What’s Next for Play-to-Earn Games?
Eventually, the vision for GameFi is that, through virtual avatars, gamers will be able to traverse the vast, infinite world of the metaverse, seamlessly moving through various virtual worlds. One moment they can be in a medieval pub, the next a rocketship in deep space. And all the while they can socialize, earn crypto and buy and sell NFTs in the form of costumes, weapons and other items.
The space hasn’t reached this scale yet, but Vorobyeva doesn’t think this reality is that far off. “When someone figures it out, that effectively will bring us straight to the metaverse,” she said. “Not only alternative reality, but basically interconnectivity between all virtual ecosystems.”
Castronova has a decidedly less sunny outlook. “When you’re doing blockchain, that means you’re getting involved in multiplayer financial communities. It’s hard to make fun out of that,” he said. “Real-world governments have all kinds of difficulty managing that in a way that satisfies everyone. There’s too much possibility of fraud, there’s too much anxiety about losing money. So, making that fun? That’s a heavy lift.”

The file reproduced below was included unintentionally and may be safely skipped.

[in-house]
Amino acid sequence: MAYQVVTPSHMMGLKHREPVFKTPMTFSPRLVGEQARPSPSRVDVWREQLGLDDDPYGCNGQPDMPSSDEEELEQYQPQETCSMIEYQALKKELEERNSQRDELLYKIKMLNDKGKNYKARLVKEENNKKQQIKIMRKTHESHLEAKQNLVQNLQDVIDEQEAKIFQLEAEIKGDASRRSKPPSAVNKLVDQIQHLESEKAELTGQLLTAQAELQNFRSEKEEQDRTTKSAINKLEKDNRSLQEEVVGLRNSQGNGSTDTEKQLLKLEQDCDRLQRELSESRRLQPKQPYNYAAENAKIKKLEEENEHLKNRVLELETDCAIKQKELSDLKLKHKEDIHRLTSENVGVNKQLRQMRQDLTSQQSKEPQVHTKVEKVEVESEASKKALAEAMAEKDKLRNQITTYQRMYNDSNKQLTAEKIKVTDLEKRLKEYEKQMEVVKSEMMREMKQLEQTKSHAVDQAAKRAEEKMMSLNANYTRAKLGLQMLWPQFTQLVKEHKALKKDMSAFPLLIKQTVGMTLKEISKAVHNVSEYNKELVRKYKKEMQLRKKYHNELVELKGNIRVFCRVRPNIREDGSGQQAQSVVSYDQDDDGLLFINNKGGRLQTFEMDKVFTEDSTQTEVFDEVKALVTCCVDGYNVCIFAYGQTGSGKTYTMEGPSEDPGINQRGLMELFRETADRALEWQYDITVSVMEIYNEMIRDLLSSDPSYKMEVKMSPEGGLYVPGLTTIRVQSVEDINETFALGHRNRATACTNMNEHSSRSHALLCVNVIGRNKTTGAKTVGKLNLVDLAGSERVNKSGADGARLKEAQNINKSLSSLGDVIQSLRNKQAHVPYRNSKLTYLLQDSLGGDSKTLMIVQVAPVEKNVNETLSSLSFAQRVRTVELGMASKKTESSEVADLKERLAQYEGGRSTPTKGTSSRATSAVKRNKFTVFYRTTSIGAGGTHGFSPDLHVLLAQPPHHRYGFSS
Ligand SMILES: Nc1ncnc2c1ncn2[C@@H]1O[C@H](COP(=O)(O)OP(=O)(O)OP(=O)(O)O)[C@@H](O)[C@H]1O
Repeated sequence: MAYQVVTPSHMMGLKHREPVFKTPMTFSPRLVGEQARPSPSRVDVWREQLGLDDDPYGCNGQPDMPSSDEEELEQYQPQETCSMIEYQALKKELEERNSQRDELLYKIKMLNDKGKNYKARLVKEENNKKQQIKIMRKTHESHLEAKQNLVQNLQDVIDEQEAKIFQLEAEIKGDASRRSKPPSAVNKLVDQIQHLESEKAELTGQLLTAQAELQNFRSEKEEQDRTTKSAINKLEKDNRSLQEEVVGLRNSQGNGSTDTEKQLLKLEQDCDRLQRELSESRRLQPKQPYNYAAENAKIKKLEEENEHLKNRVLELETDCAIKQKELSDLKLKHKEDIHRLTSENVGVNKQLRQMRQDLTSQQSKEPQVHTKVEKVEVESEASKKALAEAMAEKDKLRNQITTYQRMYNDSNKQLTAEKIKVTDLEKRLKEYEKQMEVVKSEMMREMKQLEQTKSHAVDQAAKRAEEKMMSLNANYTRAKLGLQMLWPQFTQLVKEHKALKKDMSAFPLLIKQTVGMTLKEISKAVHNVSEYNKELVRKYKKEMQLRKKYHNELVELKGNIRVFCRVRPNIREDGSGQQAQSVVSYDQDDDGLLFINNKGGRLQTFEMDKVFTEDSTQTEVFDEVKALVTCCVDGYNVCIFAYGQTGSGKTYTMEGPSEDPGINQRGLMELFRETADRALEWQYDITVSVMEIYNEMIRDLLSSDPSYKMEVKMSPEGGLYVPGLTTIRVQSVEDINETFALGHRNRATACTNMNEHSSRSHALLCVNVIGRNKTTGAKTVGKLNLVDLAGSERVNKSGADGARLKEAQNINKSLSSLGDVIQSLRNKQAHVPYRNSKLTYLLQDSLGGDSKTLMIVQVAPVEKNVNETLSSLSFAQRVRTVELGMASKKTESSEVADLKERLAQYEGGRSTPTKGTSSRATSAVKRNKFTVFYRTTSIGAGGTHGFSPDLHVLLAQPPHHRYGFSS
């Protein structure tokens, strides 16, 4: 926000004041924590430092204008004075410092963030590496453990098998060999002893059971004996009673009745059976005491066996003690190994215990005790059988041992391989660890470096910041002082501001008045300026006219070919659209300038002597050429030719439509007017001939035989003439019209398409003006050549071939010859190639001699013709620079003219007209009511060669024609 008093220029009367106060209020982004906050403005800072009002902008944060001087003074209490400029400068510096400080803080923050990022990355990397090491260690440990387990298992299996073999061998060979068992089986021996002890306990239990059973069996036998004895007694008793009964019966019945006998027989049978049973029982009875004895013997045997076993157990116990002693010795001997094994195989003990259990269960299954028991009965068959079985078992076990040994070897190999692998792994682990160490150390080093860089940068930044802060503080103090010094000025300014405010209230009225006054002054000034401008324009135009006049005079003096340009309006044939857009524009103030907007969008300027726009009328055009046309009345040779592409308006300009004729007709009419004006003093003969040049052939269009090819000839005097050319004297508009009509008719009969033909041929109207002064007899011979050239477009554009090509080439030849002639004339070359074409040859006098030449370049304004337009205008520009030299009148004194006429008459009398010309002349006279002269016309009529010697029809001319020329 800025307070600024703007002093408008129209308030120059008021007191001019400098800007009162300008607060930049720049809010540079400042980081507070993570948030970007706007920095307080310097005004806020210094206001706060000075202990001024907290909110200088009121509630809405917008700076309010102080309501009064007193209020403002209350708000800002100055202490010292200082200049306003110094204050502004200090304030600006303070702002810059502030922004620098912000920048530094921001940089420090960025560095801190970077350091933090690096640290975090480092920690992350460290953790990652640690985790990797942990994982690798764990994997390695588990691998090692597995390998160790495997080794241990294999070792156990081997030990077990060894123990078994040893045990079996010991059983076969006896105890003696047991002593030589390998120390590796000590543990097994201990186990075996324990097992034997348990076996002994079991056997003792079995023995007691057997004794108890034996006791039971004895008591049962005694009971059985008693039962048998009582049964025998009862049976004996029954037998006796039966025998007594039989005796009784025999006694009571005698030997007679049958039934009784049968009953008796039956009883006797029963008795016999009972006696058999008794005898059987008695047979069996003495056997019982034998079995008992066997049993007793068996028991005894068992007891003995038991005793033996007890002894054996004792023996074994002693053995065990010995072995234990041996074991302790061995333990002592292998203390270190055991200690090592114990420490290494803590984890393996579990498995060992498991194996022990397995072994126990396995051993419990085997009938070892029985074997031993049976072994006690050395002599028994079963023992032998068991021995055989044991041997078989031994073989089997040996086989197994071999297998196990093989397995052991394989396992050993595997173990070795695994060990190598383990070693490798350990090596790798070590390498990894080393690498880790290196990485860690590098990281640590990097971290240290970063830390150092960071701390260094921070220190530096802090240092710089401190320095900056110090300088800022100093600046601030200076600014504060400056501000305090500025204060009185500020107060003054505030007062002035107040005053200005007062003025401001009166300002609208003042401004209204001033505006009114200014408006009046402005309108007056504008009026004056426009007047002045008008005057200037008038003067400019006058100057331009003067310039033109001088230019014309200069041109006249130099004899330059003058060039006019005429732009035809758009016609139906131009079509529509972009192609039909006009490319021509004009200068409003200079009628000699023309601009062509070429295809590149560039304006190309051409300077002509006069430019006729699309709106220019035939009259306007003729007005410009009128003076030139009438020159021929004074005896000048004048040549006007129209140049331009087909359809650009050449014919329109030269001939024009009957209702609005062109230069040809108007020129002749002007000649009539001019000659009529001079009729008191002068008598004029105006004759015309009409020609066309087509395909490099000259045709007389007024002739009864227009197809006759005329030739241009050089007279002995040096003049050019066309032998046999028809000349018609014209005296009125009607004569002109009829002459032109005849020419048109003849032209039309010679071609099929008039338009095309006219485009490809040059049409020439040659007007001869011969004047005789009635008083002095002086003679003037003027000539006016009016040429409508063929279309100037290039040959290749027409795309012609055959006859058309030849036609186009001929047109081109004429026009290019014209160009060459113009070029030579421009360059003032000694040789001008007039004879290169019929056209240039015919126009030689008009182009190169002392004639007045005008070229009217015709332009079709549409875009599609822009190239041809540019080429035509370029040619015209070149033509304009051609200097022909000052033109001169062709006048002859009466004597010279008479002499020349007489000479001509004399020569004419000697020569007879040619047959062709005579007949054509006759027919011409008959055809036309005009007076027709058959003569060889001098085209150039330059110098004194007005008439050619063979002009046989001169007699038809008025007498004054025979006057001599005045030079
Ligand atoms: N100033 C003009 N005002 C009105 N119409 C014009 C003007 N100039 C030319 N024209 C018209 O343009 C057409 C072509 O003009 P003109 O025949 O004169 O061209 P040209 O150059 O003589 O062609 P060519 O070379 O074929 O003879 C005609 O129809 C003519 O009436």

Admittedly, many of the play-to-earn games that exist right now are “god-awful,” as Spaight put it. The battles are repetitive, and there’s very little creativity involved. This is largely due to the fact that, until recently, the space hasn’t gotten a lot of attention or support from traditional game designers — “the people who know how to make things fun,” he said.
That’s beginning to change, though. Leading game studios like Take-Two Interactive and Square Enix have begun dabbling in the GameFi space, and Ubisoft became the first big publisher to put NFTs in a game last year. Just last month Richard Garriott, the creator of Ultima Online, announced he is making a new play-to-earn-style MMO.
“We’re going to end up with more fun titles. I think there’ll be more financing that enables the quality level to rise. And I think it’ll happen fairly quickly,” Spaight said. “It’s going to be a bit of a gold rush.”